Mother Sita is first a wife and then a subject to Lord Ram. You mentioned that Mother Sita had duties written down the day she got married to Lord Ram, that is how very true..but how did you miss the fact that one of the duties of a wife (in earlier times) is to take it as a dharma whatever has been granted to her by her husband (by saying this it is obviously meant that the husband himself follows dharma, this law doesn’t apply these days because husband’s no longer follow dharma in kali yug). Her opinion was not asked for because that was not the customary of those days. You should look upon the things enacted in Ramayana from a time and age perspective. Had Ram and Sita been incarnated today at this age things would have been really different. The story Ramayana would have taken a different course. I think may be Ram would not want her to leave the palace or may be in the first place the washer man would not have accused Sita for staying at a stranger’s place(Raavan)though it’s not of her own will and desire.

          You mentioned in the first paragraph that she wasn’t sent with any amenities. That’s true. I never said that she was sent with amenities I said that “things were arranged for her”. Both these statements are entirely different.

          You have also mentioned that ashram might be a best place to grow kinds but not to have them. I would ask you why? I can confidently tell you that if ashram is a best place to grow children then its also a best place to have them. I can give many reasons for this but I need to tell something more important below.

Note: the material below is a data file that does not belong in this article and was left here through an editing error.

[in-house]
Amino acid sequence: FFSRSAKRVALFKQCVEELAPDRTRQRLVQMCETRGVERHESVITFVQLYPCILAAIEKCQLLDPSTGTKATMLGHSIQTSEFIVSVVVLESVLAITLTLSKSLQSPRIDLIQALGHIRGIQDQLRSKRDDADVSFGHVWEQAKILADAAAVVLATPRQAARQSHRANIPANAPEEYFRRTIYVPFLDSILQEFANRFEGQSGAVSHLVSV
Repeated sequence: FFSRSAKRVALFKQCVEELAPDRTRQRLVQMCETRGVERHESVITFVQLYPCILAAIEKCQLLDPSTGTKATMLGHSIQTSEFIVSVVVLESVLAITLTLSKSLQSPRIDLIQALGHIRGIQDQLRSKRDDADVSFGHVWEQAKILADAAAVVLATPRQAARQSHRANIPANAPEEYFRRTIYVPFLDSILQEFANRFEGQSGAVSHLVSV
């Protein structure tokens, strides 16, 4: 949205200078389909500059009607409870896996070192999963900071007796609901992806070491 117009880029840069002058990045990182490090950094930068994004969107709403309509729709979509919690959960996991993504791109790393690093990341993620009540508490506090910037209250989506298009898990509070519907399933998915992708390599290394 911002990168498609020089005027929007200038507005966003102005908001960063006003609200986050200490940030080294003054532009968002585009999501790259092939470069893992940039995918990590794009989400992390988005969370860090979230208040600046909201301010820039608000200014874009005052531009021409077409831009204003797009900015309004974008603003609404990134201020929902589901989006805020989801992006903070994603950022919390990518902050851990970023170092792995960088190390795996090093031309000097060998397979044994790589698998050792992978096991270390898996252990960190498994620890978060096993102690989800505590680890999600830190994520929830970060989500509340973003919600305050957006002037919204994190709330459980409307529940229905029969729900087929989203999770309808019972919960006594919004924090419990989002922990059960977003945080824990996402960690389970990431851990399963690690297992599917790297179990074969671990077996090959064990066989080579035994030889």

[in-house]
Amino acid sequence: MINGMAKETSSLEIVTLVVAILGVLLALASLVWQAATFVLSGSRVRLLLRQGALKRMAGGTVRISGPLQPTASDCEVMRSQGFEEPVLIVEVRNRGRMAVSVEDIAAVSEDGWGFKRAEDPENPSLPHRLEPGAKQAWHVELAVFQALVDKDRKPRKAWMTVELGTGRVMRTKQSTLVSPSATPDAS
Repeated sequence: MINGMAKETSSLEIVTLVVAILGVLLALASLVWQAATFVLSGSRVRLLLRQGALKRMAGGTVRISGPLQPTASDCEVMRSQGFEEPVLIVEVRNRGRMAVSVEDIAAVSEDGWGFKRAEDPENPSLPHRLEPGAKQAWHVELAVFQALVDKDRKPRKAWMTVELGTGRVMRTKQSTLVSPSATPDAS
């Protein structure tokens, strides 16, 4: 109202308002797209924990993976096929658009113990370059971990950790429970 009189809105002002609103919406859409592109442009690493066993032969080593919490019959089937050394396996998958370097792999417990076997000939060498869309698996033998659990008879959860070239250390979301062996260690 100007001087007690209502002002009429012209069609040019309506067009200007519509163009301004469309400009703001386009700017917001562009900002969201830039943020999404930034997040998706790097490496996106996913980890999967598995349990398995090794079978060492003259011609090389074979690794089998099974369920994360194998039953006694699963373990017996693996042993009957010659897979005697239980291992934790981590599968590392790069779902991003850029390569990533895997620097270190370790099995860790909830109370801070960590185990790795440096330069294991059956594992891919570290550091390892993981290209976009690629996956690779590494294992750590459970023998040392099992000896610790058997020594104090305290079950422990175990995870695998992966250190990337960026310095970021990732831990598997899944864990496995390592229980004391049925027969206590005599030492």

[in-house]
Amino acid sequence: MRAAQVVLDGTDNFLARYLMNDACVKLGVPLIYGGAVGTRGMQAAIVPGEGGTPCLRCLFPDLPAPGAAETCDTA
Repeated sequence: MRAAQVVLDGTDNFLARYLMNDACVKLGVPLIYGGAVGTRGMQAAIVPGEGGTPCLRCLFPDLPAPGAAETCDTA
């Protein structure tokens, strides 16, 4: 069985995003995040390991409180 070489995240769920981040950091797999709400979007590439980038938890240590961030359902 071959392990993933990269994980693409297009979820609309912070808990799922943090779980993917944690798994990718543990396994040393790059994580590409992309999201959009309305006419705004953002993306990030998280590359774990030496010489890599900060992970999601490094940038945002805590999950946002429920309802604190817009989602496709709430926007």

Yes I agree that her situation is reduced to choosing between 2 punishments and so was Ram’s, it’s a mistake to think that while sita was suffering in both Raavan’s place and in the hermitage Ram was enjoying his life. Ram suffered the anguish of losing a wife in both the cases. Living in a palace doesn’t mean living in luxury. And remember one thing there is a secret behind Lord Ram asking Mother Sita to undergo agnipariksh(the fire test). Lord Ram very well knew the chastity of Mother Sita. In fact who else could know better about Sita other than Ram and vice versa? Then why did he ask her to undergo such a terrible and cruel test??Well, it’s for fools like us who are to be born in the age of darkness (kali yug) to not to question the character of Mother Sita, if on that day Mother Sita would not have gone through the agni pariksh and proved to the world her chastity we just can’t imagine what sort of nonsensical talk would have been centered around Sita and Raavan. This test might have been terrible for us but not so for Sita who is chastity and good character personified because she very well knew the intention of Ram and more over what could a mere fire do to the mother of the universe. Thus while Mother Sita got sympathy and approval of her character by undergoing this test what sort of benefit did Ram get? He got to bear all kinds of words from unintelligent people like us. We accuse him of being cruel to his wife. We call him by names, that he doesn’t adhere to dharma and blah blah. As a consequence of this Agni Pariksha the nonsensical talk which would otherwise have been centered on Sita is now directed towards him. Just look at the enormous negative feeling towards Ram on account of this agni pariksha. He absolved Sita of all that guilt and punishment to be handed to her by us and instead taken the blame on him. That is the way of an ideal husband willing to take blame upon himself to protect the character of his wife. The message hear is so subtle yet very resounding like an echo that we need to protect and support the people who have taken shelter at our feet , people who depend on us even at the cost of one’s own name. Isn’t there also a managerial lesson to be learned? So it is wrong to tell that Sita was punished by Ram by way of giving her agnipariksha